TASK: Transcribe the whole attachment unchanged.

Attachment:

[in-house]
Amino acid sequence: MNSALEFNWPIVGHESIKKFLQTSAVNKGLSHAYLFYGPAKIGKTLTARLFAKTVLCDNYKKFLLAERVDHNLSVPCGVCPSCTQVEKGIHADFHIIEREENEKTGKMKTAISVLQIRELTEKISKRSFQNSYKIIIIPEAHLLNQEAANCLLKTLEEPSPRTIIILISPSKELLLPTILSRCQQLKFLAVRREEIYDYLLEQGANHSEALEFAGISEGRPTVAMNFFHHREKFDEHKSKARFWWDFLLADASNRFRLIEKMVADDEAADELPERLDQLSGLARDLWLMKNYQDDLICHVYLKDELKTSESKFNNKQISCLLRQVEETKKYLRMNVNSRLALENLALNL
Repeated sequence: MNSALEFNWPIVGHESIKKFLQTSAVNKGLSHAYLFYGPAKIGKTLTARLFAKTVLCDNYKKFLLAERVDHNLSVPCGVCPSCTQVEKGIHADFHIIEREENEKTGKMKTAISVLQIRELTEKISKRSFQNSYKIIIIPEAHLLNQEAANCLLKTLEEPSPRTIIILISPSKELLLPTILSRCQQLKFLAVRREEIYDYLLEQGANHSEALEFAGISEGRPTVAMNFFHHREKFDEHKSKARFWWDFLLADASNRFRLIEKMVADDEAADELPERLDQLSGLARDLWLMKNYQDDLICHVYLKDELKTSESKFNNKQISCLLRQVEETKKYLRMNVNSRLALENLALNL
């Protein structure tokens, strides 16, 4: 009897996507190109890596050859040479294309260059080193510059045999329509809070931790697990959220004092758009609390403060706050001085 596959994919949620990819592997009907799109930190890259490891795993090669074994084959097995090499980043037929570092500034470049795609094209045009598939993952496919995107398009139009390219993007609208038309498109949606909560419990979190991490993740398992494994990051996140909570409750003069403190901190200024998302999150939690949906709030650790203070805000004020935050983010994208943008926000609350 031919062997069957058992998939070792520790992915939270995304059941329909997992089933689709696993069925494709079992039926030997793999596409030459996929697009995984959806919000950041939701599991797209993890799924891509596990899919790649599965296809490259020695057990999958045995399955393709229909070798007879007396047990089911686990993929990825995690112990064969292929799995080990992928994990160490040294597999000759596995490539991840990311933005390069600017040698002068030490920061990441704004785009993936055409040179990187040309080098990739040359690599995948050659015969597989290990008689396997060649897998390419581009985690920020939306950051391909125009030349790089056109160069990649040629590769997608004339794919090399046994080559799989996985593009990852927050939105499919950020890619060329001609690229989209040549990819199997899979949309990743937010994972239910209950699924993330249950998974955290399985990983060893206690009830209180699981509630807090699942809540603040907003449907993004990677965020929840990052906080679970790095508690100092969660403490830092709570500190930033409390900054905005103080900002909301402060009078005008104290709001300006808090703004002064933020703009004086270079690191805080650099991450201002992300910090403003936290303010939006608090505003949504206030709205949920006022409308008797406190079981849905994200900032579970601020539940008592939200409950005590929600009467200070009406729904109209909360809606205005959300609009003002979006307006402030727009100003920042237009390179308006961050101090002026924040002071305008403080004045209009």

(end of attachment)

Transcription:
[in-house]
Amino acid sequence: MNSALEFNWPIVGHESIKKFLQTSAVNKGLSHAYLFYGPAKIGKTLTARLFAKTVLCDNYKKFLLAERVDHNLSVPCGVCPSCTQVEKGIHADFHIIEREENEKTGKMKTAISVLQIRELTEKISKRSFQNSYKIIIIPEAHLLNQEAANCLLKTLEEPSPRTIIILISPSKELLLPTILSRCQQLKFLAVRREEIYDYLLEQGANHSEALEFAGISEGRPTVAMNFFHHREKFDEHKSKARFWWDFLLADASNRFRLIEKMVADDEAADELPERLDQLSGLARDLWLMKNYQDDLICHVYLKDELKTSESKFNNKQISCLLRQVEETKKYLRMNVNSRLALENLALNL
Repeated sequence: MNSALEFNWPIVGHESIKKFLQTSAVNKGLSHAYLFYGPAKIGKTLTARLFAKTVLCDNYKKFLLAERVDHNLSVPCGVCPSCTQVEKGIHADFHIIEREENEKTGKMKTAISVLQIRELTEKISKRSFQNSYKIIIIPEAHLLNQEAANCLLKTLEEPSPRTIIILISPSKELLLPTILSRCQQLKFLAVRREEIYDYLLEQGANHSEALEFAGISEGRPTVAMNFFHHREKFDEHKSKARFWWDFLLADASNRFRLIEKMVADDEAADELPERLDQLSGLARDLWLMKNYQDDLICHVYLKDELKTSESKFNNKQISCLLRQVEETKKYLRMNVNSRLALENLALNL
């Protein structure tokens, strides 16, 4: 009897996507190109890596050859040479294309260059080193510059045999329509809070931790697990959220004092758009609390403060706050001085 596959994919949620990819592997009907799109930190890259490891795993090669074994084959097995090499980043037929570092500034470049795609094209045009598939993952496919995107398009139009390219993007609208038309498109949606909560419990979190991490993740398992494994990051996140909570409750003069403190901190200024998302999150939690949906709030650790203070805000004020935050983010994208943008926000609350 031919062997069957058992998939070792520790992915939270995304059941329909997992089933689709696993069925494709079992039926030997793999596409030459996929697009995984959806919000950041939701599991797209993890799924891509596990899919790649599965296809490259020695057990999958045995399955393709229909070798007879007396047990089911686990993929990825995690112990064969292929799995080990992928994990160490040294597999000759596995490539991840990311933005390069600017040698002068030490920061990441704004785009993936055409040179990187040309080098990739040359690599995948050659015969597989290990008689396997060649897998390419581009985690920020939306950051391909125009030349790089056109160069990649040629590769997608004339794919090399046994080559799989996985593009990852927050939105499919950020890619060329001609690229989209040549990819199997899979949309990743937010994972239910209950699924993330249950998974955290399985990983060893206690009830209180699981509630807090699942809540603040907003449907993004990677965020929840990052906080679970790095508690100092969660403490830092709570500190930033409390900054905005103080900002909301402060009078005008104290709001300006808090703004002064933020703009004086270079690191805080650099991450201002992300910090403003936290303010939006608090505003949504206030709205949920006022409308008797406190079981849905994200900032579970601020539940008592939200409950005590929600009467200070009406729904109209909360809606205005959300609009003002979006307006402030727009100003920042237009390179308006961050101090002026924040002071305008403080004045209009």